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About The Falls City tribune. (Falls City, Neb.) 1904-191? | View Entire Issue (March 25, 1910)
ENTHUSIASTIC FATHERING OF
S S WORKERS
Eleven Different Sessions Held
Full Houses Upon Majority
of These Occasions
The Sunday School convention held
in Falls City Saturday evening and
all day Sunday was a success from
start’ to finish. Eleven different ses
sions were helt| and,. in the majority
of instances they wire attended by
full houses of interested and atten
tive listeners. Rev. Lewis of Lin
coln, slate secretary, gave the con
vention several practical and instruct
ive addresses. Miss Brown, the
state primary worker, in her own in
imitable way held her audiences,while
she pressed home the significance of
teaching iiie little people. Prof.
Crogg of Peru, spoke in the morning
in the Electric theater and in the ev
ening in the Brethren church. Ilis
addresses were very much enjoyed.
The following officers were elect
ed: .1. O. Shroyer, Humboldt, presi
dent; It. O. Bonier, Salem, vice-pres
ident; VV. H. Wyler, Dawson, secre
tary, 10. R. Mathers, Falls City, treas
Department Superintendents .!.
R. Nanninga, home department; Sam
Liclity. Falls City, missions; A. E.
Wachtel, Rulo, pastors; \V. W. Clou
gh, Falls City, elementary; Mrs. .1.
C. McBride, Stella, intermediate; 11.
10. lloyd, Humboldt, A. B. C.; Mrs.
Tyner, Salem, temperance.
District Superintendents—Mrs. .las.
Osburn, Rulo; C. N. Allison, Falls
City; B. A. Esseley, Falls City; Mr.
Tyner, Salem; A. D Sargent, Hum
We the Richardson County Sun
day School convention assembled, de
clare ourselves as unreservedly in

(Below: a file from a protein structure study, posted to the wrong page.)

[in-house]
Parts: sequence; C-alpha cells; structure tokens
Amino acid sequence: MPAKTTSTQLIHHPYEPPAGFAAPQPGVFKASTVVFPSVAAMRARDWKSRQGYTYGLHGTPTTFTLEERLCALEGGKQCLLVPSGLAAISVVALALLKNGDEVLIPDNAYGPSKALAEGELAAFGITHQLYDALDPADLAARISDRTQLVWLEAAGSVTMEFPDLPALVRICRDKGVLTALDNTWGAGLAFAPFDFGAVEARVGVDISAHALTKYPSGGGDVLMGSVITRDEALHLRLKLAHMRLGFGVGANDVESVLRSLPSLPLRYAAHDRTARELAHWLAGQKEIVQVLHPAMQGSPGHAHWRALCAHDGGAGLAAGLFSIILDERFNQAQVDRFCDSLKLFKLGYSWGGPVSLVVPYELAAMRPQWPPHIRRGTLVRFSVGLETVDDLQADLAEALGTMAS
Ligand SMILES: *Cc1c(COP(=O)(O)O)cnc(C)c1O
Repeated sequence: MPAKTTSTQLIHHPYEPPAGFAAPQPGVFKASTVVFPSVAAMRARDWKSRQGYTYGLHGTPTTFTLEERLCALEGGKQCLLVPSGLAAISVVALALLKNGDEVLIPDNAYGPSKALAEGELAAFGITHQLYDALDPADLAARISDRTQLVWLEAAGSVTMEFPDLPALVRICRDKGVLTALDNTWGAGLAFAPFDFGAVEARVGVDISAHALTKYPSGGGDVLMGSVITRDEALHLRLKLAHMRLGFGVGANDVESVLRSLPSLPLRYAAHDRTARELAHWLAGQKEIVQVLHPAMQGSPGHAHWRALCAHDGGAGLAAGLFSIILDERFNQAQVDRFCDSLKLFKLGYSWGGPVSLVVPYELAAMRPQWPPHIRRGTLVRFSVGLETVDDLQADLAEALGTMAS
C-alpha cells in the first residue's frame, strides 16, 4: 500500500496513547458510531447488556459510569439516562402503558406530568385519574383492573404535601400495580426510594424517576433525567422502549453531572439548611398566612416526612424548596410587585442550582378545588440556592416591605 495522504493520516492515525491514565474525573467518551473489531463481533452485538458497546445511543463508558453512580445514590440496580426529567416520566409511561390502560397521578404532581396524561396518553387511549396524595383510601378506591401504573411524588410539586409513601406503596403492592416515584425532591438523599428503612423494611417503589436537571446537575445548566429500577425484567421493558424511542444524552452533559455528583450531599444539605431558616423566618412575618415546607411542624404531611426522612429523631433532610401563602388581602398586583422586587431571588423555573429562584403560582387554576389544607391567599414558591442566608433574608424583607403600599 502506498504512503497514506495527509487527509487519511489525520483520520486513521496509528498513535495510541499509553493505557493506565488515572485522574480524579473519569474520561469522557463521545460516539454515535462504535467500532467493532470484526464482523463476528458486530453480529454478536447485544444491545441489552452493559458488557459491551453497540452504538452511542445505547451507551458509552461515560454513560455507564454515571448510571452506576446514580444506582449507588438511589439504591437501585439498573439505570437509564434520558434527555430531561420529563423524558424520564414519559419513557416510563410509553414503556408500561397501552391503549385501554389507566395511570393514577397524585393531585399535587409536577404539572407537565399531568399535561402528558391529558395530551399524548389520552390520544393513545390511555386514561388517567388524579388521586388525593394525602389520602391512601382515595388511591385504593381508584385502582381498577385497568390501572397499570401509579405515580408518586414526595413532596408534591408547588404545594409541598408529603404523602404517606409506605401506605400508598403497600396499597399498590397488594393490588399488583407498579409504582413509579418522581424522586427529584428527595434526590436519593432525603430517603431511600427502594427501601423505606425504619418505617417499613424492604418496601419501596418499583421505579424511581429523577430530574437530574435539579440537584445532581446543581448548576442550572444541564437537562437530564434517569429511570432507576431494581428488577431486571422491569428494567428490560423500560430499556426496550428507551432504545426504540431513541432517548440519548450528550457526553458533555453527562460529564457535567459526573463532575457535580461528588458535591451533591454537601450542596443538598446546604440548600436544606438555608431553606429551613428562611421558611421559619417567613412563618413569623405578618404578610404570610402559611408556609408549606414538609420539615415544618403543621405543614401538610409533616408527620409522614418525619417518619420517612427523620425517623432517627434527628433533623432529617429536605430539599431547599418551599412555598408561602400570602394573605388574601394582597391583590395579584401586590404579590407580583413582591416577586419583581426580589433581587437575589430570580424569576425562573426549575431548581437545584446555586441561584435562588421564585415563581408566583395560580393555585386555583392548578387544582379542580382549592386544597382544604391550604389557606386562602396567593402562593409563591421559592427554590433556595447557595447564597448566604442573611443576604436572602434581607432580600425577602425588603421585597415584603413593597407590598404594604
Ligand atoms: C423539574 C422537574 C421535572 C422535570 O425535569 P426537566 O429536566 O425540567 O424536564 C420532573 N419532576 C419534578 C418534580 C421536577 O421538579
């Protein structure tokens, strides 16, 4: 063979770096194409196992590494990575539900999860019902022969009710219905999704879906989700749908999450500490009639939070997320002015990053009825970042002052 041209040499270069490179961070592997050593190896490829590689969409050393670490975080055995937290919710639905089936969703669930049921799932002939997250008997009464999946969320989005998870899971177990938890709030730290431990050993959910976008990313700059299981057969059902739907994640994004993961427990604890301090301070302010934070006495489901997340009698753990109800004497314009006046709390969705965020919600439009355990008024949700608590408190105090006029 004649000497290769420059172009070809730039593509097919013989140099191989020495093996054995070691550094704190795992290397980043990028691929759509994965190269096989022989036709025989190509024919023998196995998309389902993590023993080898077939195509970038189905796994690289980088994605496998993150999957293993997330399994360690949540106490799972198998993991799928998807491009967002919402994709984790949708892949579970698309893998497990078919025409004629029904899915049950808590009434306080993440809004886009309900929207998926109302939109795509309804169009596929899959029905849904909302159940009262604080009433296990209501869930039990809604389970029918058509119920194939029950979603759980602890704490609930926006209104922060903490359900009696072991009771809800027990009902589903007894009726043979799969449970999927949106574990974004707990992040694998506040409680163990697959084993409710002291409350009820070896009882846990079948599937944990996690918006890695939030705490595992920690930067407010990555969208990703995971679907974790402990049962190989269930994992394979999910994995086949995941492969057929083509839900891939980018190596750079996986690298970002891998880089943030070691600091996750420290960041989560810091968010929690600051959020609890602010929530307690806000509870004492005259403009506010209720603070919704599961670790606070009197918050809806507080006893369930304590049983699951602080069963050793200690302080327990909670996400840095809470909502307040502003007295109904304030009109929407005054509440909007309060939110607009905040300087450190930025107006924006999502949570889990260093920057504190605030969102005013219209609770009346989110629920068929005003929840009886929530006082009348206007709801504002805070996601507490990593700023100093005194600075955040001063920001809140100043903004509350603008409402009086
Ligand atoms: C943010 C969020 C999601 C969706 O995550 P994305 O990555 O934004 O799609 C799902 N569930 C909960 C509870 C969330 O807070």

l'avoi; county option.
We believe the “Greater Sunday
school Movement," is dependent tor
its success upon closer affiliation
amopg the churches and more hearty
co-operation of all phurehes and Sun
day school workers.
Therefore, be it resolved that wo
urge the organization of a propagan
da ©f aggressive agitation through
out the county,
Further be it resolved, that the ex
ecutive committee be instructed to
take the necessary steps for the
accomplishing of this work.
Further be it resolved, that we
pledge our hearty support to the fur
therance of this effort to create a
public consciousness in Richard
son county favorable to the largest
and best things.
Further be it resolved, that we
hereby express our appreciation for
the service rendered by our county
officers, state workers and the kind
ly assistance of Prof. Gregg. COM.
Adbpted March 20, 1910.
A prize consisting of a map of
Palestine was given by the state
workers to the Sunday School with
the largest delegation. Pleasant View
easily carried it off. There were
twenty-five delegates present from
this the most distant school in the
It is expected to push the influ
ence of this organization in every